I said in the little diddy that I sprawled up on facebook while I was angry and looking for an outlet, "Stop ignoring how they are growing up while you are living your life".  That was a message to myself more than any other parent that happened to read my rage that day, and it has stuck in my soul, resonating with every single step forward I have forced.  You see, I like to be a present parent. I like to take part in my kid's lives.  I make a point of being active in their school lives, knowing their classes and teachers and homework.  I push to know their friends.  I prefer they hang out at my house with their friends.  I try to culture my children in events and with travel.  I try - and I try really hard.  BUT... "I am busy".  I am a full time mom, with a full time job.  On top of that, I am a hobby photographer, an author and an adventurer.  I am a partner, a friend, a daughter.  And I forgot, just for a moment how my kids were growing up in their lives while I lived mine.

And so my kid screwed up while I screwed up as a parent.  She got caught, and I got angry.  Okay, became a raging basket case, not sure if I was angrier or her or at myself.  I lectured and I spied.  I researched and I delved into phones, media and personal space.  I handed out punishment sure to leave a lasting impression on that teenage memory that seems like an old school chalk board at 4:30 in the afternoon - too easily wiped clean.  I information shared with many other parents, and hoped for the best.

Then, not entirely proudly, I became a hypocrite as I shared my experience on social media, and watched it go viral.  Don't get me wrong, the unity of parenthood and the community that came forward in support and opinion, even a few in judgement, was welcome for me as parent after parent found someone to relate to, someone to hold up their own experience next to and say - dear God, I am not the only one that screwed up!  But, here is where I say, don't ignore how they are growing up.  The fact is, our children are watching and learning from us.  We too, are a network of parents weaved into social media.  It brings us together just as much as it tears us apart - and they are watching.  We are busy - on our devices and our laptops and with our jobs and with our significant others, and with our families and - our children are watching.  They are watching us - so be careful with what you are busy with.  Be careful with your complacency.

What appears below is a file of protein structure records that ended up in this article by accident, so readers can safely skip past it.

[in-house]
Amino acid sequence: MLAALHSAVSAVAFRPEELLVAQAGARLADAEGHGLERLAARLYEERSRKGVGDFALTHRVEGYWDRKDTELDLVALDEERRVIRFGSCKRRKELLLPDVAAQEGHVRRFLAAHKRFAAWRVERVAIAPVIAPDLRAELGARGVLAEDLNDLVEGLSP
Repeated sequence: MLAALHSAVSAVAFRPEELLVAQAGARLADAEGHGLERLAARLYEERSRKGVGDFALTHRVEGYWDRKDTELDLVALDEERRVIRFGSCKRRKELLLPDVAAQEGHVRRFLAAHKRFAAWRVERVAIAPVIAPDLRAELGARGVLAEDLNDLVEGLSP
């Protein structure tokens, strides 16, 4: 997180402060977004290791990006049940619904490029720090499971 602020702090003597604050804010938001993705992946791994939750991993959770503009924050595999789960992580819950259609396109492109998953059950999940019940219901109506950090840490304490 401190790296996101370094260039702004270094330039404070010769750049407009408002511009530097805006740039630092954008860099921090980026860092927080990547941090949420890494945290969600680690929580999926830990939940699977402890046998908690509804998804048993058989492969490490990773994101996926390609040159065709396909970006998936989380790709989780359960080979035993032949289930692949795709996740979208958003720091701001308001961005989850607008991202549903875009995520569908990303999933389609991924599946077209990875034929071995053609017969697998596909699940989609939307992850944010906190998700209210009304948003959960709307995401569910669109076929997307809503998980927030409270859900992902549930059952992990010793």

Complacency: a feeling of quiet pleasure or security, often while unaware of some potential danger, defect, or the like.  

Sounds like common parenting.  The truth is, this complacency leads to havoc.  It's one trip, it's another fall, and soon the cliff is so high you can't see the ground through the forest.  It's here that we need to stop being too busy; it's here where need to prevent the fall.  For when they trip and fall where we fall harder.  Sometimes I wish they could see inside our crushing souls when they fall.  We hurt twice as much, we cry twice as hard, we bleed not our only our own blood but theirs as well - so they don't have to bleed anymore.  We just do, and then we say "what happened?"

My days now consist of not being too busy.  I am not so busy being busy that I don't take time to take a look around.  I am not too occupied to adjust my parenting to meet the demands of my children today.  I am no longer complacent with simple answers, or with texts, or phones at the table. I am no longer okay with sleepovers where I don't know the parents, nor am I alright with not knowing "that friend".  I am not trusting that my child is where they said they will be, or doing everything as I have taught them, making the right decisions.  I am no longer complacent - I am no longer conceding to the busy life.  I want to know my child, and I want to know they are smart, and willful, and kind, and safe.

I am abandoning my busy life, and I am taking back my parenting.  I am giving my children back their childhood by limiting our online life.  Not everything needs a text response, not every plan needs to be scheduled on a digital calendar.  I am not unrealistic - lets be serious.  No one in my house will be donning an Amish bonnet and riding a horse to school, but we will all sit down to dinner and talk about our days.  My children will trust that I will always keep them safe and teach them, and they can always trust that I will no longer be too busy.

The fact is... I was lucky this time. My complacency wasn't fatal.

Grateful... not complacent.